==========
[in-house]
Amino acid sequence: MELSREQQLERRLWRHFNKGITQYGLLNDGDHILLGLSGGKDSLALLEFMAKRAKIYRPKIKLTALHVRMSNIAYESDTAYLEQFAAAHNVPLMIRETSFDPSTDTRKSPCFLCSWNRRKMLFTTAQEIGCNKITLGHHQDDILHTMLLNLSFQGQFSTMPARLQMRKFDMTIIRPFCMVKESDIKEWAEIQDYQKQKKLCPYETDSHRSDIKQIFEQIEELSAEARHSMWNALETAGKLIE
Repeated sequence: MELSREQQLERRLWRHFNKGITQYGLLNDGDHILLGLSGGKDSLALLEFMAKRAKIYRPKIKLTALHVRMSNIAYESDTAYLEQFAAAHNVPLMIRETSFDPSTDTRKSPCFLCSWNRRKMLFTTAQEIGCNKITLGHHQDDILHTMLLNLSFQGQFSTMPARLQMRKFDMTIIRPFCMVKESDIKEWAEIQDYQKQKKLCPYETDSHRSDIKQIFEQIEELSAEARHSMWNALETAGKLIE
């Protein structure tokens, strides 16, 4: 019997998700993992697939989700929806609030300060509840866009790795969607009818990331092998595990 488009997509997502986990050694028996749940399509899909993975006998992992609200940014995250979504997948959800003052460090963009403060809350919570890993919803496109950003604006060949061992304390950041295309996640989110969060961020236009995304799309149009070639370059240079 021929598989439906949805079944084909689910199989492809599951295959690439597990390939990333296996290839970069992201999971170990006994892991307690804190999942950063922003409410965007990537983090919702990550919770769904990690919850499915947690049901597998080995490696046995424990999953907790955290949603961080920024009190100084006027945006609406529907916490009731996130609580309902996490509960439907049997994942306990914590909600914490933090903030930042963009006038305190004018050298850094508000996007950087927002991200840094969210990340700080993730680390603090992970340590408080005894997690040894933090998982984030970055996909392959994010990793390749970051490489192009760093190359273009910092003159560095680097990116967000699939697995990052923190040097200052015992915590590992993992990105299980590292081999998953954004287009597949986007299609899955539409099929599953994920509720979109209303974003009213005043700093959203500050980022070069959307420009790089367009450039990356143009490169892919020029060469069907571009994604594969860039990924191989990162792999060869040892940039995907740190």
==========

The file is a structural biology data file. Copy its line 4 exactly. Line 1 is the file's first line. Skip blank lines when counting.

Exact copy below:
């Protein structure tokens, strides 16, 4: 019997998700993992697939989700929806609030300060509840866009790795969607009818990331092998595990 488009997509997502986990050694028996749940399509899909993975006998992992609200940014995250979504997948959800003052460090963009403060809350919570890993919803496109950003604006060949061992304390950041295309996640989110969060961020236009995304799309149009070639370059240079 021929598989439906949805079944084909689910199989492809599951295959690439597990390939990333296996290839970069992201999971170990006994892991307690804190999942950063922003409410965007990537983090919702990550919770769904990690919850499915947690049901597998080995490696046995424990999953907790955290949603961080920024009190100084006027945006609406529907916490009731996130609580309902996490509960439907049997994942306990914590909600914490933090903030930042963009006038305190004018050298850094508000996007950087927002991200840094969210990340700080993730680390603090992970340590408080005894997690040894933090998982984030970055996909392959994010990793390749970051490489192009760093190359273009910092003159560095680097990116967000699939697995990052923190040097200052015992915590590992993992990105299980590292081999998953954004287009597949986007299609899955539409099929599953994920509720979109209303974003009213005043700093959203500050980022070069959307420009790089367009450039990356143009490169892919020029060469069907571009994604594969860039990924191989990162792999060869040892940039995907740190």